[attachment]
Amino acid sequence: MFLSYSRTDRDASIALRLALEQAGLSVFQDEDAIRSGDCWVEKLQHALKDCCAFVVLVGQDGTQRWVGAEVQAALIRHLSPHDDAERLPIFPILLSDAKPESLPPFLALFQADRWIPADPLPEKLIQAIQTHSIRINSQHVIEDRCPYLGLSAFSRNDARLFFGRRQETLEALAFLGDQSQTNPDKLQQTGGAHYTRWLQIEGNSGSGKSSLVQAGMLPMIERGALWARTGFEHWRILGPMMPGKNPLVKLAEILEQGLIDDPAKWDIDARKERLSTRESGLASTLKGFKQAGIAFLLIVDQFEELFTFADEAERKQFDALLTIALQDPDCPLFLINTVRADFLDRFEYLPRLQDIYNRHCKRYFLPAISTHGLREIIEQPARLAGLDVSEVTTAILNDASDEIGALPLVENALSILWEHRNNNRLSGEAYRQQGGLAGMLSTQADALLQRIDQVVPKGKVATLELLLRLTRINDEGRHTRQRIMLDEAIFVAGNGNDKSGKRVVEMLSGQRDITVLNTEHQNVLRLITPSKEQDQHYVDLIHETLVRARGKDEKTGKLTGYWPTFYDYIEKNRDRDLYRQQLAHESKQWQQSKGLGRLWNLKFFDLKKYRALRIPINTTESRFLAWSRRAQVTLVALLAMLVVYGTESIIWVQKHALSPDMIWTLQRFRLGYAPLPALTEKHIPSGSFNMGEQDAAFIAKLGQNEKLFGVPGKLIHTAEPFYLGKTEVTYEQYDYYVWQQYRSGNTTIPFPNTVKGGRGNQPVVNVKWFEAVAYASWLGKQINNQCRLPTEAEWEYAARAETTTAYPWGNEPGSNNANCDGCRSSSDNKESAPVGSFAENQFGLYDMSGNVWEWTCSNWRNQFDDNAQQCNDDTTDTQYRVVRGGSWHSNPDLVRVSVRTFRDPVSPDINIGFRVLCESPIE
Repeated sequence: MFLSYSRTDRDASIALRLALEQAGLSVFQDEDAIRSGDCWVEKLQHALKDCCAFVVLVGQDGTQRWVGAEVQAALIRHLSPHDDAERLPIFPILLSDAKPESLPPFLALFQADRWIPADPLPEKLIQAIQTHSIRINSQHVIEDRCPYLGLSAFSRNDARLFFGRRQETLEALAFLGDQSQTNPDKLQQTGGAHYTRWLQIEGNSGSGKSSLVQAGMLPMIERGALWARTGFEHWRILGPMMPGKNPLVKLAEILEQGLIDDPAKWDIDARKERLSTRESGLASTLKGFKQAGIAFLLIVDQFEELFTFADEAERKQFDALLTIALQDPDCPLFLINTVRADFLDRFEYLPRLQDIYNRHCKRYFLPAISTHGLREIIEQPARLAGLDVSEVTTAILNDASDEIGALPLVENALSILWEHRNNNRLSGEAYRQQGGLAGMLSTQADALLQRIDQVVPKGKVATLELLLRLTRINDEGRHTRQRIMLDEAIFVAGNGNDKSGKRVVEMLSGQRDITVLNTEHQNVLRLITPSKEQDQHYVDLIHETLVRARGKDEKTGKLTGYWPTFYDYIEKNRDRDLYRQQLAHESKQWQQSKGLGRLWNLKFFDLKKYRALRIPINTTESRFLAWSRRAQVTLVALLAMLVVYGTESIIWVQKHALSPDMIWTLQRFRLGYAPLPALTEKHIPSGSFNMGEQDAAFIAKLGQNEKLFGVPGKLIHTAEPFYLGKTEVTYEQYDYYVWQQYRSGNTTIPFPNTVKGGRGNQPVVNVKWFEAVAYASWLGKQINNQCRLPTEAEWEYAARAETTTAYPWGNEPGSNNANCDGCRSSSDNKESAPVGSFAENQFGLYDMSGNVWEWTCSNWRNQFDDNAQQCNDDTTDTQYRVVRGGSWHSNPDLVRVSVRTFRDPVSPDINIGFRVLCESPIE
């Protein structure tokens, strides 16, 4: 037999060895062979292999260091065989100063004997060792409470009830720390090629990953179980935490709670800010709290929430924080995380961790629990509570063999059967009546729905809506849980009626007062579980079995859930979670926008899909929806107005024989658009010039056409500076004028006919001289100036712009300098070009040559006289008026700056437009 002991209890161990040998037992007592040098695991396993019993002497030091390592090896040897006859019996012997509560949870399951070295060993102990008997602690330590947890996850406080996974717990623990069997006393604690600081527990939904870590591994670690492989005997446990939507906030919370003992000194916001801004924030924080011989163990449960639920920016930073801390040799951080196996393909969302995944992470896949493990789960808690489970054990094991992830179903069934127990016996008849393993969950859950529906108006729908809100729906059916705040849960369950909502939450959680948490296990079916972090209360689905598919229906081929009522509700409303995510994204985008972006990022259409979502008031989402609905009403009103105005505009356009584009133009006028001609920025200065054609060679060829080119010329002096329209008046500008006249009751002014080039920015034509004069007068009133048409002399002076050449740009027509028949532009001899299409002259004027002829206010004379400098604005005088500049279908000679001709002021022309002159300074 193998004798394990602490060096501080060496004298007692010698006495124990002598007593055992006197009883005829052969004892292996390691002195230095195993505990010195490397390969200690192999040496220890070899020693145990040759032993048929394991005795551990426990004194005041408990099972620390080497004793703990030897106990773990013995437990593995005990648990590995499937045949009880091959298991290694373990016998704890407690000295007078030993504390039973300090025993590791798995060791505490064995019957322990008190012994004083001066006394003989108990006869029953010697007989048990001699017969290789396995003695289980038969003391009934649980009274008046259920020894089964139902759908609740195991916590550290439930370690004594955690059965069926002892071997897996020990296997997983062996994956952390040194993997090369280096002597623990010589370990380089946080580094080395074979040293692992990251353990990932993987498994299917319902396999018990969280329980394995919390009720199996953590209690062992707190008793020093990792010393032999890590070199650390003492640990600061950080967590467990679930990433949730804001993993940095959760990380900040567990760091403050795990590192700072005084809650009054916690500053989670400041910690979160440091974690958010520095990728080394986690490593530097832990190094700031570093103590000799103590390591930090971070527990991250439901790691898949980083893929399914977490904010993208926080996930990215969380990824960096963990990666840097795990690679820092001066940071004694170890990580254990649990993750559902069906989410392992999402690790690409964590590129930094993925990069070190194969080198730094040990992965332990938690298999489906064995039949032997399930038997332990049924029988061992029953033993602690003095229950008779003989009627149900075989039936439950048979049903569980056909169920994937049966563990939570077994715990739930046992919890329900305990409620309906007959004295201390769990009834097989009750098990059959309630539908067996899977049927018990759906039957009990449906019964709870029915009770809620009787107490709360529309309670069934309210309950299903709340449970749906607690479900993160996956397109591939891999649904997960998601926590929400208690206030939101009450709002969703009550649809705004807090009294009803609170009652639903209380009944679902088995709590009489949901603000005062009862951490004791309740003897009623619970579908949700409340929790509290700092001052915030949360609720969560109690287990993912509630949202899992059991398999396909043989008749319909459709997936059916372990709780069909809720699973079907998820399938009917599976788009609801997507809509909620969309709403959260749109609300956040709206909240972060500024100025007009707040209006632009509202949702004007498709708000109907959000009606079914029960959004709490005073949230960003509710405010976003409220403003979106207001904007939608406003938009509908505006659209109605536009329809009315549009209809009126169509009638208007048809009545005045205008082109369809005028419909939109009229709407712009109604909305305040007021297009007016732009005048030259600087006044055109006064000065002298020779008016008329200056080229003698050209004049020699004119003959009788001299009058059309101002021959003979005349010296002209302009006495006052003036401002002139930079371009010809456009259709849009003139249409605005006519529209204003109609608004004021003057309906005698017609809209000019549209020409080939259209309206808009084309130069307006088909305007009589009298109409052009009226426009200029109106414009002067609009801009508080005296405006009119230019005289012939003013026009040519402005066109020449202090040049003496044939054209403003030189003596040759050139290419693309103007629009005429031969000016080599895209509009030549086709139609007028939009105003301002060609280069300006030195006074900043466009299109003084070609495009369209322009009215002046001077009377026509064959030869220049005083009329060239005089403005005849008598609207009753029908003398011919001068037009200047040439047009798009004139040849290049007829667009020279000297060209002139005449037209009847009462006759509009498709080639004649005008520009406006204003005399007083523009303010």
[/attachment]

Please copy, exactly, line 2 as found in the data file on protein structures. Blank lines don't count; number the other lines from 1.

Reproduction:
Repeated sequence: MFLSYSRTDRDASIALRLALEQAGLSVFQDEDAIRSGDCWVEKLQHALKDCCAFVVLVGQDGTQRWVGAEVQAALIRHLSPHDDAERLPIFPILLSDAKPESLPPFLALFQADRWIPADPLPEKLIQAIQTHSIRINSQHVIEDRCPYLGLSAFSRNDARLFFGRRQETLEALAFLGDQSQTNPDKLQQTGGAHYTRWLQIEGNSGSGKSSLVQAGMLPMIERGALWARTGFEHWRILGPMMPGKNPLVKLAEILEQGLIDDPAKWDIDARKERLSTRESGLASTLKGFKQAGIAFLLIVDQFEELFTFADEAERKQFDALLTIALQDPDCPLFLINTVRADFLDRFEYLPRLQDIYNRHCKRYFLPAISTHGLREIIEQPARLAGLDVSEVTTAILNDASDEIGALPLVENALSILWEHRNNNRLSGEAYRQQGGLAGMLSTQADALLQRIDQVVPKGKVATLELLLRLTRINDEGRHTRQRIMLDEAIFVAGNGNDKSGKRVVEMLSGQRDITVLNTEHQNVLRLITPSKEQDQHYVDLIHETLVRARGKDEKTGKLTGYWPTFYDYIEKNRDRDLYRQQLAHESKQWQQSKGLGRLWNLKFFDLKKYRALRIPINTTESRFLAWSRRAQVTLVALLAMLVVYGTESIIWVQKHALSPDMIWTLQRFRLGYAPLPALTEKHIPSGSFNMGEQDAAFIAKLGQNEKLFGVPGKLIHTAEPFYLGKTEVTYEQYDYYVWQQYRSGNTTIPFPNTVKGGRGNQPVVNVKWFEAVAYASWLGKQINNQCRLPTEAEWEYAARAETTTAYPWGNEPGSNNANCDGCRSSSDNKESAPVGSFAENQFGLYDMSGNVWEWTCSNWRNQFDDNAQQCNDDTTDTQYRVVRGGSWHSNPDLVRVSVRTFRDPVSPDINIGFRVLCESPIE